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Aisle be Back: Sir Brian Lochore and the 1981 Wairarapa-Bush team

  • By Kevin McCarthy

Well they’re laying Brian BJ Lochore to rest today, with a funeral at Memorial Park in Masterton.

If you’ve never been, it’s a modest but proud small field. There’s  medium sized stand on one side, but no other seating or an embankment, just touchlines, surrounded by surburban homes.

I was there nearly 38 years ago, 1981. Most games, there’s be a thousand spectators maybe, all in the stand sheltering from a nasty wind. This was second division, North Island, rugby, with teams vying for the first division big league.

Not that Wairarapa-Bush, in their frankly ugly green jerseys and red shorts, could seriously be more than an also-ran.

Except that in 1981, the coach was BJ Lochore. And something was happening. Wairarapa-Bush was playing fast, attractive, high tempo rugby and making a run for the first division.

Except that Taranaki was coming to town, and they were the super team of the division. With two All Blacks, in Graham Mourie, and Dave Loveridge, they were expected to dispose of the red and green pretenders.

Except that they didn’t. You couldn’t get a ticket for the stand. So it was along the sidelines to watch. A sunny day, and I don’t know, maybe 8,000 watching. It was capacity anyway.

It’s a cliché but I can still remember the enormous roar when our side hit the front. 15-6 in the end. Not even close. The players that day say they knew they couldn’t afford to lose, given the support.

There’s more to the story yet, but just some context. This is 1981 remember. Rugby and the Springbok tour are dividing this country like never before. I was a young reporter on the local paper. We’d had a pro-rugby march come past our offices, and our editor was on the steps watching.

“Come and join us,”someone yelled.

“We’re in the middle of the road,”replied the editor.

“So are we,”shot back the marcher.

So hardly batons and blood in small town Masterton. The place was struggling with more than politics and sport, with the local meatworks, a major employer, on the ropes, and the economy none too flash.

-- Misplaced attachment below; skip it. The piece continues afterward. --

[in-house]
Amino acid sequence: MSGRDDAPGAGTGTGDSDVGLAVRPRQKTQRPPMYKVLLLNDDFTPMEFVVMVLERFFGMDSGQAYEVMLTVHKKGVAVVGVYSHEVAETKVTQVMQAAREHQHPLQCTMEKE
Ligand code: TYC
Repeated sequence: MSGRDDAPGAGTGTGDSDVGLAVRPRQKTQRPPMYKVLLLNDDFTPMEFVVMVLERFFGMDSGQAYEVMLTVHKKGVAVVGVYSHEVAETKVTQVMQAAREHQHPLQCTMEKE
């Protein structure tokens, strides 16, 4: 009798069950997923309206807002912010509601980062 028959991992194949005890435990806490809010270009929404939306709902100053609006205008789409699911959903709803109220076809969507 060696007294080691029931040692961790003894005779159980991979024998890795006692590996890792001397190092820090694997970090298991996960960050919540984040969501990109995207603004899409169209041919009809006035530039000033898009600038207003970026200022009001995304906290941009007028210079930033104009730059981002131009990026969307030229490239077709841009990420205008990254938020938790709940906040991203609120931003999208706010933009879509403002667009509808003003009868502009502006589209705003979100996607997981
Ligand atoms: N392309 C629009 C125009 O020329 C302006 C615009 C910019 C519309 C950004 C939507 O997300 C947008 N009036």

Then along came this unlikely sports story. The cast resembled some hokey movie. None too fit, and pretty unacquainted with winning. But in the first season with the ex All Black in charge, the side began to flourish. Finished third.

And the next year, 1981, after beating Taranaki, to become North Island division champions, they had to dispose of South Canterbury, the south island equivalent winners. Job done, they then had to travel to Invercargill and play Southland in a promotion relegation match.

Tough? You bet. All those three games were played within ONE week.

Little wonder that at halftime, Wairarapa Bush were trailing and flat. And then another movie scene. BJ, never the hair-dryer sort of coach, absolutely let rip at the players.

They were shocked. And went out in the second half and did the job. First division promotion, and in the following seasons, under Lochore and then Lane Penn, they were credible at the highest level.

Needless to say this was like a Ranfurly Shield win for a small community like the Wairarapa. BJ was always the self-effacing sort, but literally if he walked into a pub in 1981, all eyes turned. He was the Miracle Man – and of course, the success he had led him to 1987 and World Cup triumph.

Hard to say what long-term effect it had on the local community but short-term, it was a huge buzz. Rugby isn’t always a force for good, but in 1981, the year of division and rancour, the flip side happened in Wairarapa.

So when they lay BJ to rest today, it’s time to remember what else has already been laid to rest in New Zealand rugby. There won’t be any more fairytales of promotion – the system won’t allow it.

It’s gone in the name of sustainability and efficiency, and well, the commercial world of pro rugby.

There’s still the Shield to galvanise communities, although realistically the minnows will never hold it again.

So that’s just the world as it is, and it’s not coming back. But amid all the talk of world cups and who plays where, and the player drain, it’s always special to remember that rugby and sport at its best is still about when the ordinary becomes extraordinary.

So thanks BJ and the team of 1981. That’s what you call a legacy.

Read about the 1981 Wairarapa-Bush team below:


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